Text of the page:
This time, though, we consider God as "a righteous judge". The image of God as Judge is sometimes fearful or foreboding. For anyone who has been in court, charged with an offence, standing before the judge who has power to declare the accused either guilty or not can be frightful. If found guilty, one is then often required to face the judge again, and learn what the consequences will be.

    Yet the image of God is as a "righteous" judge, and it is one that David welcomes and celebrates. David is willing to accept that if he has done wrong, he should face consequences; but, if he has been falsely accused or if he has been mistreated, he is eager that God mete out justice and set things right.

    In fact, in the first book of the Bible, Abraham in Genesis 18: 25 (NIV) asks the question, "Will not the Judge of all the earth do right?" Abraham is confident, and pleads before God, that God's judgement and action will be right.

    God's righteous judgements stem from His perfect knowledge of the world and all that is in it, since He is the Creator. When Isaiah describes the ministry of the one who is announce the coming of the Messiah, he asks: "Who... has weighed the mountains on the scales and the hills in a balance?" (Isaiah 40: 12, NIV) The answer is none other than God Himself.

    God's vast knowledge of the mountains is equalled by His intimate knowledge of the minds and hearts of those who are made after His own likeness. The psalmist says, "Before a word is on my tongue you know it completely, O Lord." (Psalm 139: 4, NIV). The apostle affirms that God knows and is therefore able to judge "the thoughts and attitudes of the heart". (Hebrews 4: 12, NIV)

    Well, therefore, is the psalmist able to celebrate: "The judgements of the Lord are true, and righteous altogether." (Psalm 19: 9, KJV)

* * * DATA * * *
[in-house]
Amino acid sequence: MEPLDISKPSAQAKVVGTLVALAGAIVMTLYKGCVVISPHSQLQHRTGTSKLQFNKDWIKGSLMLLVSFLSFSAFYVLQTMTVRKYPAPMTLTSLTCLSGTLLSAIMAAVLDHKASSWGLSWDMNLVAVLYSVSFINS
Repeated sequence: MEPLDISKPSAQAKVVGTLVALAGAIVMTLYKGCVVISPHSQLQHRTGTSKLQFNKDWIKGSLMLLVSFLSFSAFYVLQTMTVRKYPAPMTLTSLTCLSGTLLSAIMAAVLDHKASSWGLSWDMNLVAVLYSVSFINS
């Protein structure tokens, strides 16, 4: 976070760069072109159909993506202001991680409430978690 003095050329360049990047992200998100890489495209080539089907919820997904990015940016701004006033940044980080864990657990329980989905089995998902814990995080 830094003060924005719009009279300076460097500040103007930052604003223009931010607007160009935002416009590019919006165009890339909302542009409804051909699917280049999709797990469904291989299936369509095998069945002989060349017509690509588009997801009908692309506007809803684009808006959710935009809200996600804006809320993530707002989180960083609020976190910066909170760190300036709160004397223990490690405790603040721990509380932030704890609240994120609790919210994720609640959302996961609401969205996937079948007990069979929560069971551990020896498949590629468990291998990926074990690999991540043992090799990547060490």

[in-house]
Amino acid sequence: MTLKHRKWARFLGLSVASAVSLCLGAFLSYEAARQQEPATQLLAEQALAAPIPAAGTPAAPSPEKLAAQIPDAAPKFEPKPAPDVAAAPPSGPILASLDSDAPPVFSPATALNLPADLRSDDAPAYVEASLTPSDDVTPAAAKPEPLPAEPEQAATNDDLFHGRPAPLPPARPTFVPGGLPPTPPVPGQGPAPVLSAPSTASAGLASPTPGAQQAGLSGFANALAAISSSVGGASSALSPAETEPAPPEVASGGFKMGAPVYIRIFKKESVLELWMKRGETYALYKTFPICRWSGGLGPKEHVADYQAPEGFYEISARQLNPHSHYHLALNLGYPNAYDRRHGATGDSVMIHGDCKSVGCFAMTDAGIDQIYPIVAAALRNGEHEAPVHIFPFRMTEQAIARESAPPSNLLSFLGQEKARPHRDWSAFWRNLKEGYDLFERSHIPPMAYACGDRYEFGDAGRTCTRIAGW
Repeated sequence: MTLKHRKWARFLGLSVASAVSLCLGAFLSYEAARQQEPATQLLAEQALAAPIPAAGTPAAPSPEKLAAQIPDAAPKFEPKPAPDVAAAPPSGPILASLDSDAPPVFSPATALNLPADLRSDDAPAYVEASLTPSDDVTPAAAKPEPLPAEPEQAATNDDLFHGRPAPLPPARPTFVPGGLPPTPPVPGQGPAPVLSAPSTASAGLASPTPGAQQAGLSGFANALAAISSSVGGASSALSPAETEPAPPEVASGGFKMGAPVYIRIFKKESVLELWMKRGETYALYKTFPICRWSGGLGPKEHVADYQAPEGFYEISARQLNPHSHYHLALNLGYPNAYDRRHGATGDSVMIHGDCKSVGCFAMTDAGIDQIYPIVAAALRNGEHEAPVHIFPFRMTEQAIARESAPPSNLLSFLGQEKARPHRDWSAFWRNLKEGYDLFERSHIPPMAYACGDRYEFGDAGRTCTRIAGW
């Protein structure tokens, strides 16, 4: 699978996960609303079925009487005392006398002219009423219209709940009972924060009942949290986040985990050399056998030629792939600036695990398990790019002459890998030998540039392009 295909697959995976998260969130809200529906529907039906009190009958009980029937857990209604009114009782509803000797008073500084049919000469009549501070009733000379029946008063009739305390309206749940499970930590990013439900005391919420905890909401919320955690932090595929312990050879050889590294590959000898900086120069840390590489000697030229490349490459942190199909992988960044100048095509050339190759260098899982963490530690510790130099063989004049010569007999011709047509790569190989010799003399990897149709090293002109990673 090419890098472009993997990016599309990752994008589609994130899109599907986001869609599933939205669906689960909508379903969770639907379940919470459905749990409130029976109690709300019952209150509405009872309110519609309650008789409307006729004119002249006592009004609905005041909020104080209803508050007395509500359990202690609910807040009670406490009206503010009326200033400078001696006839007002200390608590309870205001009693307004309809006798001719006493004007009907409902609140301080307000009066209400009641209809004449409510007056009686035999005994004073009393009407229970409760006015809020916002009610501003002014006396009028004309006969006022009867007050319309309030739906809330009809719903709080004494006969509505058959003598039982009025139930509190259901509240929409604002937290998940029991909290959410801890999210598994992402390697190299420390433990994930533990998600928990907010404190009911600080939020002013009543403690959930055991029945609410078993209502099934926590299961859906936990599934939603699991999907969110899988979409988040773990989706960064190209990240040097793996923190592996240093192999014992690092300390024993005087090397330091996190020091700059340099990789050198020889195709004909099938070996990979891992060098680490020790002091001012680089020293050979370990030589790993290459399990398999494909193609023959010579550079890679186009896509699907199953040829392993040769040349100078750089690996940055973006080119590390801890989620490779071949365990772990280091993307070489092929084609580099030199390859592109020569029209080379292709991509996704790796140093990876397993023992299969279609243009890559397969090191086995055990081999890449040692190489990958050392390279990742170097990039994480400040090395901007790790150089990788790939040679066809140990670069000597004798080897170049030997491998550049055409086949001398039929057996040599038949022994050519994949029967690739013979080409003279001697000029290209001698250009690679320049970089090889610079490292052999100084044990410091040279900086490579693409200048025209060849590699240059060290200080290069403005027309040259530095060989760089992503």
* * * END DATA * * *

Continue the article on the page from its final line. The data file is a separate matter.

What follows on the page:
It is for our good that God is the righteous judge. He can be trusted to judge all things and all people rightly, and we can have confidence and peace in His judgements.

    We can also therefore leave to Him the work of judging. We are called to testify, to witness, but not to judge. Let us take to heart Peter's advice: "Do not repay evil with evil or insult with insult, but with blessing, because to this you were called so that you may inherit a blessing. For, 'Whoever would love life and see good days must keep his tongue from evil and his lips from deceitful speech.'" (1 Peter 3: 9-10, NIV)

    Let us practice what Paul says, "Do not take revenge, my friends, but leave room for God's wrath, for it is written: "It is mine to avenge; I will repay," says the Lord. On the contrary: "If your enemy is hungry, feed him; if he is thirsty, give him something to drink. In doing this, you will heap burning coals on his head." Do not be overcome by evil, but overcome evil with good." (Romans 12: 19-21, NIV)

    When Paul is looking forward to his departure from life on earth, he says: "Now there is in store for me the crown of righteousness, which the Lord, the righteous Judge will award to me on that day - and not only to me, but also to all who have longed for His appearing." (2 Timothy 4: 8, NIV)

    Let us know our God as the righteous Judge, and join Paul in looking forward to meeting Him, because we have first come to know and trust Jesus Christ the Lord as our Saviour.

    Praying for the righteous Judge to come and judge all things rightly,

      Your pastor,

        James T. Hurd